After the Hearing, the Controller General of Patents, Chaitanya Prasad has issued an order dated 29-10-2013 stating that the applicant did not follow the scheme of the law as well as the procedure mandated by the law. It has been held that BDR had not really made any sincere attempt to procure a CL and therefore could not be said to have satisfied the statutory requirement prescribed under the Indian Patents Act. The application was dismissed at the threshold itself. The application for compulsory licence, along with all the petition(s) for condonation of delay/irregularity, is hereby rejected, Controller General of Patents, Chaitanya Prasad, in his order dated October 29 2013.

After the first Compulsory License issued in favour of a Generic company, the Indian Patent office gained a negative impression internationally and alleged to be worked under impression of Government of India, since the Controller General of Patents comes under Ministry of commerce and industry, Department of Industrial policy and promotion. Now the second order of Controller General of Patents rejecting an application for CL has been issued which overturns the impression posed by the India's first CL.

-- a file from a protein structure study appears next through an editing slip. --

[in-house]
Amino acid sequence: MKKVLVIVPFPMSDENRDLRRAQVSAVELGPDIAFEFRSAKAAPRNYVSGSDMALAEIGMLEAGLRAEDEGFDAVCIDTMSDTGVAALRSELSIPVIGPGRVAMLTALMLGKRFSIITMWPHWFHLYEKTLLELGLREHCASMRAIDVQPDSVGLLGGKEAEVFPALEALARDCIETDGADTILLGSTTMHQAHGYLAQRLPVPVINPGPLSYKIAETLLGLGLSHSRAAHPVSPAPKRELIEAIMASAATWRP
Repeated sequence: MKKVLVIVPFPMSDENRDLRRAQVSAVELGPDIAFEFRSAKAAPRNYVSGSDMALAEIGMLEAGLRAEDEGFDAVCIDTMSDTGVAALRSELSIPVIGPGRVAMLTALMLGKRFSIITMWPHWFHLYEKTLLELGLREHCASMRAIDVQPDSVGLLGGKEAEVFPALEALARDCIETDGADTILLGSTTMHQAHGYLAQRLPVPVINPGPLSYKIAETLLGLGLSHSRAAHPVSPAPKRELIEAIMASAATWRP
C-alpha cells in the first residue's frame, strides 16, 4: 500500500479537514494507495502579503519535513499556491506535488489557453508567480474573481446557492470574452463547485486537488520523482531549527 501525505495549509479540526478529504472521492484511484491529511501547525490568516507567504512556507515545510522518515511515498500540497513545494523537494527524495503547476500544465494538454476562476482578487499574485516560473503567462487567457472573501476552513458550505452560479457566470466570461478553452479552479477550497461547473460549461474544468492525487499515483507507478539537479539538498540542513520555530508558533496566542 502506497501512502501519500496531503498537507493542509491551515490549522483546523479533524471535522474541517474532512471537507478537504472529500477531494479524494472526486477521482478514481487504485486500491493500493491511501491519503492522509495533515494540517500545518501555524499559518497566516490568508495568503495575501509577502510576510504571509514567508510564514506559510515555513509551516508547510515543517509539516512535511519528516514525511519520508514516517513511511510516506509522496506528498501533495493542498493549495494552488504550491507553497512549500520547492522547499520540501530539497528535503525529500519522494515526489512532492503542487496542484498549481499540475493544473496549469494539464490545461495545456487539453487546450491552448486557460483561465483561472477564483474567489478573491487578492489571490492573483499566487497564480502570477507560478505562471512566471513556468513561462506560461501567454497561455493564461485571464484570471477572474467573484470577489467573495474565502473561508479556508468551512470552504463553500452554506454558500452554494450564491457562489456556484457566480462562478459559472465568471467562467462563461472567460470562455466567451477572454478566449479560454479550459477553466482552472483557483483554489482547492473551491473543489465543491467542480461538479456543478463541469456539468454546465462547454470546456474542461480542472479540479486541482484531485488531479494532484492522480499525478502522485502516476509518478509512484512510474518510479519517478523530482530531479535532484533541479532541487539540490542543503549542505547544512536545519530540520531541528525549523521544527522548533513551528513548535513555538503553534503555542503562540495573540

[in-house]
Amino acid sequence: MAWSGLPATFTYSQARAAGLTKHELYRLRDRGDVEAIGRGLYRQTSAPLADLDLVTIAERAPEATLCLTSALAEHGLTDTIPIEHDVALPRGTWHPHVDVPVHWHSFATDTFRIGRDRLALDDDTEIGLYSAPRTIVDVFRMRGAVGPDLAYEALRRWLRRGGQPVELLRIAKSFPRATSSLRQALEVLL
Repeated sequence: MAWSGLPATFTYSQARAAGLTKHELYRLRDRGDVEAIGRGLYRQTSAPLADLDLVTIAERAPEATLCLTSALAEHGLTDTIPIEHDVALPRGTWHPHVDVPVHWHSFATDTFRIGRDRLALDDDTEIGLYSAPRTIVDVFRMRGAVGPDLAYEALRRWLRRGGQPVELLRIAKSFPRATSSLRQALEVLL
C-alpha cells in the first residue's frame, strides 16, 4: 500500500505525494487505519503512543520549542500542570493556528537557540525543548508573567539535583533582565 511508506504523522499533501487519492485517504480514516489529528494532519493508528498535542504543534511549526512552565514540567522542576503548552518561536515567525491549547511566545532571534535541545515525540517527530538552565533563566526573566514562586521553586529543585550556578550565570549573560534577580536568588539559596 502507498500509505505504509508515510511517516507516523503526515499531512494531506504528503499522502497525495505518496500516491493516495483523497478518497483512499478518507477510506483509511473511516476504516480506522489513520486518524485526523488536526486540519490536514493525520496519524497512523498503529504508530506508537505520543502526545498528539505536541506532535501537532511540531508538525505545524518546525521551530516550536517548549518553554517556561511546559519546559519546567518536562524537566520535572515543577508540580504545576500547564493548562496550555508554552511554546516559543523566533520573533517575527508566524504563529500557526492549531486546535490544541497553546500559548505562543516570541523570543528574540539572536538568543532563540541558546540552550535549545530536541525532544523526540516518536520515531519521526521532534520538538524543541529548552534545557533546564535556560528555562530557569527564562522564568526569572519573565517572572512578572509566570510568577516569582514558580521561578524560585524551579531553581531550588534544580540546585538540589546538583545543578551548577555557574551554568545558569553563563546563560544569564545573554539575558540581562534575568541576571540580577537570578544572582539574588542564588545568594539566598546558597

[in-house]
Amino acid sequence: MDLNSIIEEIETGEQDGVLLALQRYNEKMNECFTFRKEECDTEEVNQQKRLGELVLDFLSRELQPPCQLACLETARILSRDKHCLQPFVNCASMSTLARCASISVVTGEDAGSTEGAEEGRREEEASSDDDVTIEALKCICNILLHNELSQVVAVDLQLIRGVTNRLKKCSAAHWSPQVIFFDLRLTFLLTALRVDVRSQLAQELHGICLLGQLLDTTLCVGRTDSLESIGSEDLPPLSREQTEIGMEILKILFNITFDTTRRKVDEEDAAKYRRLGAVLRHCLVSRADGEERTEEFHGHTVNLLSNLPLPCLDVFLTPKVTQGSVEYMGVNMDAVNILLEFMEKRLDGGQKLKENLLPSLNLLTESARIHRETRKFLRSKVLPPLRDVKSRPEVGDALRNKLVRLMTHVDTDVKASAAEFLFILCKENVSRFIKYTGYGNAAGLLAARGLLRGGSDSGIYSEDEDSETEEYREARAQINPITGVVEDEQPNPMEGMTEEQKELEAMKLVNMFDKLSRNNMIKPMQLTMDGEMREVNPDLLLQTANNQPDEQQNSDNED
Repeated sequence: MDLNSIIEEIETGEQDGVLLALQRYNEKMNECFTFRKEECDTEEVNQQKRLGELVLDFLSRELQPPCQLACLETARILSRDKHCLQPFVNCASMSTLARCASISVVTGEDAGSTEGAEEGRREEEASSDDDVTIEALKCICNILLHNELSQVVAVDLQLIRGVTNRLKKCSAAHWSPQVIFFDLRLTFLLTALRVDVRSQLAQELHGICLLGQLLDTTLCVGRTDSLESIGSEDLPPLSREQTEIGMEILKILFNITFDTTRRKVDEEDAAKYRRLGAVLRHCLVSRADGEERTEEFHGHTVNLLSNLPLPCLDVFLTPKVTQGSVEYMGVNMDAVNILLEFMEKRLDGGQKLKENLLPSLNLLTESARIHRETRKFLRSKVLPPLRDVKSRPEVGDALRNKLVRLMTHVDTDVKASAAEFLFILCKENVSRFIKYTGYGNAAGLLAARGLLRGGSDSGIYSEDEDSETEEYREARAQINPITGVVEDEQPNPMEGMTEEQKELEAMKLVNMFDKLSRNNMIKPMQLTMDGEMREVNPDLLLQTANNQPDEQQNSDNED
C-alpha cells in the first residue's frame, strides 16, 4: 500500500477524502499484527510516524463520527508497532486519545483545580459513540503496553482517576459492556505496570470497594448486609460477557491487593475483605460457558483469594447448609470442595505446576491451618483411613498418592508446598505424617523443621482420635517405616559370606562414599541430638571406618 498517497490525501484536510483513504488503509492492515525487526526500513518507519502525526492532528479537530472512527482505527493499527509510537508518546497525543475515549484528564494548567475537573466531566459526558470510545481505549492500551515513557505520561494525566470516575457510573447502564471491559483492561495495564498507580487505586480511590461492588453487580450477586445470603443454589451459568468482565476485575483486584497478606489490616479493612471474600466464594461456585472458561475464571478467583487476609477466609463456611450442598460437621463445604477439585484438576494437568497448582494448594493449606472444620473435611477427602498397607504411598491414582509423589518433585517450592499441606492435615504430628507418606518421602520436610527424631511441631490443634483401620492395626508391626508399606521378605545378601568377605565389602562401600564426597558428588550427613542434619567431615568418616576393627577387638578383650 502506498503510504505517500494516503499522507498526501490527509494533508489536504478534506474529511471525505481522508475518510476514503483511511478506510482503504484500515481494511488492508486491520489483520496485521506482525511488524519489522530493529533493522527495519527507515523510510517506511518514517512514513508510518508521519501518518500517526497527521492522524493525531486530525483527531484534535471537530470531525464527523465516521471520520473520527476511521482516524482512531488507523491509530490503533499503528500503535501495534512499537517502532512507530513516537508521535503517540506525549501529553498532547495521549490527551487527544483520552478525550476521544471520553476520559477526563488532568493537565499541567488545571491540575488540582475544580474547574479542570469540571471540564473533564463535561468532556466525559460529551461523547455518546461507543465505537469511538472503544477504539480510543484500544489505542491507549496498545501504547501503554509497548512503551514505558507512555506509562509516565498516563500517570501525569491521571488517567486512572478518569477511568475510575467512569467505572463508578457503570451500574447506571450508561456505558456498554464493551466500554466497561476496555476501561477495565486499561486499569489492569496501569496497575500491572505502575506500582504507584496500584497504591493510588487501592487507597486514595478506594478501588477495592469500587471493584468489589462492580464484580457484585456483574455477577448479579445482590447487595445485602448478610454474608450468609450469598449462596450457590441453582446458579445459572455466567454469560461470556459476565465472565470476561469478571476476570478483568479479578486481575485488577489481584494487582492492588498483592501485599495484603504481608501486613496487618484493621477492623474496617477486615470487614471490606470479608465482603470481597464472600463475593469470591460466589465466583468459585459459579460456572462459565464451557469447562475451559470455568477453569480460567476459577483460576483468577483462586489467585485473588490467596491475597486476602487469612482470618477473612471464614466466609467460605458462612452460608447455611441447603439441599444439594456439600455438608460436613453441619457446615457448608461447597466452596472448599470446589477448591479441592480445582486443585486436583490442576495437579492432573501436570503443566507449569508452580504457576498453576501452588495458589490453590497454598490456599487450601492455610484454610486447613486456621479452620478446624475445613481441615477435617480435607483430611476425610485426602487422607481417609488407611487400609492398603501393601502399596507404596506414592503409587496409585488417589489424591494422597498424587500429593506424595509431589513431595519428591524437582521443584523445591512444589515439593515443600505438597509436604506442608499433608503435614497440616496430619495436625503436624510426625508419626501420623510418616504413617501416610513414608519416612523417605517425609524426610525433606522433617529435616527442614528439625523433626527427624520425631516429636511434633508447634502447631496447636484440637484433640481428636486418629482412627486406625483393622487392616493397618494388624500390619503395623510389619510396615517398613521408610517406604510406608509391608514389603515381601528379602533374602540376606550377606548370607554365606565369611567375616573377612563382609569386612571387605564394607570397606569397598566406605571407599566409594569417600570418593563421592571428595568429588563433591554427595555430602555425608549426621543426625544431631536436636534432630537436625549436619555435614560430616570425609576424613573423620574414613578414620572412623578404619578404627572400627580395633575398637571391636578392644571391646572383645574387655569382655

These two orders issued by the Controller General of Patents came in difference of one and half years, are contradictory in nature. On analysing the facts of both the matters we can see the decisions in both the cases are purely based on the facts and requirements prescribed under Section 84 of the Indian Patents Act, 1970 and not under influence of any Governing body. In future, companies seeking a CL should demonstrate that there were adequate negotiations done by companies with the innovators for seeking a voluntary licence.

The content of this article is intended to provide a general guide to the subject matter. Specialist advice should be sought about your specific circumstances.

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Swati Varshney